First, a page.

In pre-pandemic days the word “ordinary” had negative connotations. If you were judged “ordinary” it meant you were not outstanding or you were somehow less than a high achiever. After a year of managing the virus, it turns out that being normal was better than okay. In that normalcy we found ordinariness! Ordinariness is a genuine state of authenticity that gives us permission to do or not do anything. It especially removes all stigma associated with not doing anything. It allows us to be at ease and accepting whatever activities we choose to engage in. Or to not engage, if that’s what we choose.

In these exceptional times, where questioning our collective sanity often becomes a daily activity, ordinariness is an anchor in reality. Instead of vigilantly watching every nuance occurring on the national stage, ordinariness says you can disconnect the news feed and do something for yourself. For example, many found happiness in their gardens. Ordinariness said you can refresh your garden with new plantings. It also said you can sit and stare at the old plantings without any feelings of judgment or guilt that you must plant something new. Ordinariness is a remarkable new way to abide in the Zen practice of Wu Wei, known as the art of doing nothing.

In the state of ordinariness, one can instinctively sense how all things are entwined whether plants, minerals, animals, air, or spaciousness. No one and no thing was above or below. Each was simply a tiny cog in an indescribable and vast cosmic machine. When that realization struck, it was clear that ordinariness would not have been possible but for these exceptional times. Had we not downshifted the gears from 100 miles per hour we would have never found it or experienced it.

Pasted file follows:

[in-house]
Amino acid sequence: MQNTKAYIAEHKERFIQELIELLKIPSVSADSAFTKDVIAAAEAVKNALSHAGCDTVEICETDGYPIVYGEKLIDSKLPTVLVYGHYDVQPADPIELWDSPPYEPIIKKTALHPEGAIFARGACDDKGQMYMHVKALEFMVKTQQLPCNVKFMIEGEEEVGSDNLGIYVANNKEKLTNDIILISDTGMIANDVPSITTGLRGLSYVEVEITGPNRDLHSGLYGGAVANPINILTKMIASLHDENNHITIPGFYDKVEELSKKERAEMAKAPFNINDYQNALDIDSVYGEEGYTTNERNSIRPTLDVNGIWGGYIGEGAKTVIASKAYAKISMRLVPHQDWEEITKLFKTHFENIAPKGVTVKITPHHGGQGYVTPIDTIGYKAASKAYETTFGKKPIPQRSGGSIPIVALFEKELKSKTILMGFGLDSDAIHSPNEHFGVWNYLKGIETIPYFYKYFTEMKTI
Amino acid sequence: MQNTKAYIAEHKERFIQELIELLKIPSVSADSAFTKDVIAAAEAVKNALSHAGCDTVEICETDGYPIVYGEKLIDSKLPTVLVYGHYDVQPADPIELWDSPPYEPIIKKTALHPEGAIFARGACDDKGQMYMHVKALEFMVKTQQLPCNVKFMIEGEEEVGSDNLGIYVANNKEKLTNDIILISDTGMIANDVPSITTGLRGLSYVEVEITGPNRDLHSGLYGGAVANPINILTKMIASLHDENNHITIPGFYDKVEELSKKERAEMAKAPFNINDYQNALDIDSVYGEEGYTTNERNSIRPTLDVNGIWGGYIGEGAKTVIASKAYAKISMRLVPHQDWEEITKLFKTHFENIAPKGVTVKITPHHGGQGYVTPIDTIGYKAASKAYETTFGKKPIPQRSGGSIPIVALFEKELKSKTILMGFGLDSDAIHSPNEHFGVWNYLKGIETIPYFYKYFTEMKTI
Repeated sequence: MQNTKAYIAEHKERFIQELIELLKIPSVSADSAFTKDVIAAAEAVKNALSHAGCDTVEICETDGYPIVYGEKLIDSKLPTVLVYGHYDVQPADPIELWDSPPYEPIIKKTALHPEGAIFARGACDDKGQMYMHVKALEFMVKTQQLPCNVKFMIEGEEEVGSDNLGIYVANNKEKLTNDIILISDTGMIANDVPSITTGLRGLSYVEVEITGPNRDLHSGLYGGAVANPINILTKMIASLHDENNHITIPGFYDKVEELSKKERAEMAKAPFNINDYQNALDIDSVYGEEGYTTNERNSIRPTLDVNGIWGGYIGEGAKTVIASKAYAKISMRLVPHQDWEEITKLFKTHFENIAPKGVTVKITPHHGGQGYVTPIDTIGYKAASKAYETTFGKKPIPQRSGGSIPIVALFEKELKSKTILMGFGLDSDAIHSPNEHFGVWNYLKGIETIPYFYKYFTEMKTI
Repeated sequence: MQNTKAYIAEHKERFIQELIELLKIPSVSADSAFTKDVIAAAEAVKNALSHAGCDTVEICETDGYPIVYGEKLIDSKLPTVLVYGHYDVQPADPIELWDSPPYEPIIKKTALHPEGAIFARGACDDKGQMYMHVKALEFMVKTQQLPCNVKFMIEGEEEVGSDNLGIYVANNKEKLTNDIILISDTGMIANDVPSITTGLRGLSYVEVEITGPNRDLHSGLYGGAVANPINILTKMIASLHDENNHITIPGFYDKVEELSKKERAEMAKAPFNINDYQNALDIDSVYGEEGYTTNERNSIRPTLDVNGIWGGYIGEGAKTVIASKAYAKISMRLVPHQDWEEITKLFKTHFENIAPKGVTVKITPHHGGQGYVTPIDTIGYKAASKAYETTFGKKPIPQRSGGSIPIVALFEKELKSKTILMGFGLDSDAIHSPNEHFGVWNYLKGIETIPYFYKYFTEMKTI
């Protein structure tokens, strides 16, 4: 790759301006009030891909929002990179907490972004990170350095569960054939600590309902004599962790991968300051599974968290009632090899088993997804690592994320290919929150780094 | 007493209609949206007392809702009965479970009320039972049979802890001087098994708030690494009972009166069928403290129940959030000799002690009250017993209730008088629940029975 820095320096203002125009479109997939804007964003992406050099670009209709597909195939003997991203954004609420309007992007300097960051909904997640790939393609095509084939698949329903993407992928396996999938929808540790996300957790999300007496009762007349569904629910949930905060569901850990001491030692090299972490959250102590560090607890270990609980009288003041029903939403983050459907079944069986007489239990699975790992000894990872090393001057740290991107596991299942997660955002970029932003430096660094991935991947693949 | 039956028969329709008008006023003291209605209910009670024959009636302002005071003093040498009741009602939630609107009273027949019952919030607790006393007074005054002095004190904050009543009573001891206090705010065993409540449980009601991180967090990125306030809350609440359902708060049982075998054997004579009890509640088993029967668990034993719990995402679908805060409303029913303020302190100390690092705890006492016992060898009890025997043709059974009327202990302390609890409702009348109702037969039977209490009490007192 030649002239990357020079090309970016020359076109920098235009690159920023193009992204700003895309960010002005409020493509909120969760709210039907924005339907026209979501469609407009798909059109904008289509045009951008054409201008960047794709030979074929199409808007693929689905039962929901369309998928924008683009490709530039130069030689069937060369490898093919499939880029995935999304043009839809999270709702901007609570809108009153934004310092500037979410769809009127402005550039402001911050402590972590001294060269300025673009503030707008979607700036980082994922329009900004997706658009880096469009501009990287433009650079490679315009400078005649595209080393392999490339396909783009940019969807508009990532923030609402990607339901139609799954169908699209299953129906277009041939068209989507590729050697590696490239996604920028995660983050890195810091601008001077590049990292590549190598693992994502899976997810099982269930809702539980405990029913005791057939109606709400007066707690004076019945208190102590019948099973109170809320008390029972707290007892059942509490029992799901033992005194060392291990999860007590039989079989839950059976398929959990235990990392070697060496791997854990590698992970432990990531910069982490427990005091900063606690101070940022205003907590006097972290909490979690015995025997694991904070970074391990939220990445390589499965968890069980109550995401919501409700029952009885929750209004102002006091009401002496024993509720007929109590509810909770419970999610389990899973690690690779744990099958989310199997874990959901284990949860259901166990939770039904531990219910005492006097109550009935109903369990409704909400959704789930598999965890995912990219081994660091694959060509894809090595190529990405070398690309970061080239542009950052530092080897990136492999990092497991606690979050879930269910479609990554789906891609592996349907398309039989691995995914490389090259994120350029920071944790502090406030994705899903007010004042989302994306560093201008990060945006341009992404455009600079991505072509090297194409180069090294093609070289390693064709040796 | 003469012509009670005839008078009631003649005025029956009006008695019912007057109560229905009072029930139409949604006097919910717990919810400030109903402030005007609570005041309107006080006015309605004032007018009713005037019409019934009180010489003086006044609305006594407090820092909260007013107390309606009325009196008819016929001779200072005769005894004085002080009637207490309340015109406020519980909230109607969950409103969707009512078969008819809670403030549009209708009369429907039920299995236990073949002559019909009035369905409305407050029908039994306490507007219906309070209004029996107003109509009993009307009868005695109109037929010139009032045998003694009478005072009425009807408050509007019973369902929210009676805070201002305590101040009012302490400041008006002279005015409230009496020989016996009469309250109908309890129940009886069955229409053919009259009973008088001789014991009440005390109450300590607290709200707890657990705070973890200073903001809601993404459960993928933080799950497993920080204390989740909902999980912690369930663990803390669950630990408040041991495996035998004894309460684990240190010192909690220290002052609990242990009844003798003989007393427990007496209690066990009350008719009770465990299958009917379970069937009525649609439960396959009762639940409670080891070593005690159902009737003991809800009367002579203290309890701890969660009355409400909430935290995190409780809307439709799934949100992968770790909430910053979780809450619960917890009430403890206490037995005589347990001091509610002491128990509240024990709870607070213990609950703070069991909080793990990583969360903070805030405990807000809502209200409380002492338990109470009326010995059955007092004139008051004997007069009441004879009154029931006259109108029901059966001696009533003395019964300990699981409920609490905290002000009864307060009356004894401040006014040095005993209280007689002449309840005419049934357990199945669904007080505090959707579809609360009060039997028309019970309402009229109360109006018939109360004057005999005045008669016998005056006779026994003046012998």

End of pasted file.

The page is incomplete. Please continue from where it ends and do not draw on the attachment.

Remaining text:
Another Zen Master, Suzuki Roshi suggested that chaotic times create an enlightened awakening to our real true nature. When confronted with chaos or during confusing times, he said: “The ordinariness of life creates enlightened activity and in that ordinariness, you gain access to your own awakened nature.” So, while enjoying the serenity of watching a garden, whether new or old plantings, you step into a world of stillness. As that expands, you will experience becoming more normal. In that sublime ordinariness and stillness, you will touch the remarkable spark that exists inside each one of us. Once touched, you’ll never forget it.

But remember, no matter what insights you learn in the stillness about life or about yourself, you’ll always be the garbage man’s son.

Jo Mooy has studied with many spiritual traditions over the past 40 years. The wide diversity of this training allows her to develop spiritual seminars and retreats that explore inspirational concepts, give purpose and guidance to students, and present esoteric teachings in an understandable manner. Along with Patricia Cockerill, she has guided the Women’s Meditation Circle since January 2006 where it has been honored for five years in a row as the “Favorite Meditation” group in Sarasota, FL, by Natural Awakenings Magazine. Teaching and using Sound as a retreat healing practice, Jo was certified as a Sound Healer through Jonathan Goldman’s Sound Healing Association. She writes and publishes a monthly internationally distributed e-newsletter called Spiritual Connections and is a staff writer for Spirit of Maat magazine in Sedona. For more information go to or email